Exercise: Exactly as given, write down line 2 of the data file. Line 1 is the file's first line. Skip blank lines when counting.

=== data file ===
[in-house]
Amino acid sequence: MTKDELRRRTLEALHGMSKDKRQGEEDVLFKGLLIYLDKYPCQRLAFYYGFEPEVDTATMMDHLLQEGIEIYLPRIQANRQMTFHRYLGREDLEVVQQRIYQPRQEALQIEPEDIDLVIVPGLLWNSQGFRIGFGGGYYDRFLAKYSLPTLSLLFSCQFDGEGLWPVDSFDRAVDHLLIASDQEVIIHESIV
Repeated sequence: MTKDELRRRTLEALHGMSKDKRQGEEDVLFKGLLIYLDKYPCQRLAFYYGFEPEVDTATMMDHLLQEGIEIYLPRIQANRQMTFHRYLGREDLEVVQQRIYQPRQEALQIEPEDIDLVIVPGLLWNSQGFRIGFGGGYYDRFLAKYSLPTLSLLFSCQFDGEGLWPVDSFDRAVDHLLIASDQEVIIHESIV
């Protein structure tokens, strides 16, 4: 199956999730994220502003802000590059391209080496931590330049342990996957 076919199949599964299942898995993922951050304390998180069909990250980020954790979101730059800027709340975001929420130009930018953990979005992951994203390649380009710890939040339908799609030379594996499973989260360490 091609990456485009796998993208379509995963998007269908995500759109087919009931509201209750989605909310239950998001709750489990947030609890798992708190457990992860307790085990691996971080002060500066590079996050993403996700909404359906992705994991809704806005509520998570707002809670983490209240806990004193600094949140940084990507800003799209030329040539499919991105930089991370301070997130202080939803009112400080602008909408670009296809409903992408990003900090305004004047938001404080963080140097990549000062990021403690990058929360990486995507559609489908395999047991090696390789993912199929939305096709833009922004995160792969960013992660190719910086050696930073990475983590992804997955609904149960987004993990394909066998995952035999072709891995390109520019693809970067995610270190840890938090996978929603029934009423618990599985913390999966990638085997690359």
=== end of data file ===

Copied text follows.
Amino acid sequence: MTKDELRRRTLEALHGMSKDKRQGEEDVLFKGLLIYLDKYPCQRLAFYYGFEPEVDTATMMDHLLQEGIEIYLPRIQANRQMTFHRYLGREDLEVVQQRIYQPRQEALQIEPEDIDLVIVPGLLWNSQGFRIGFGGGYYDRFLAKYSLPTLSLLFSCQFDGEGLWPVDSFDRAVDHLLIASDQEVIIHESIV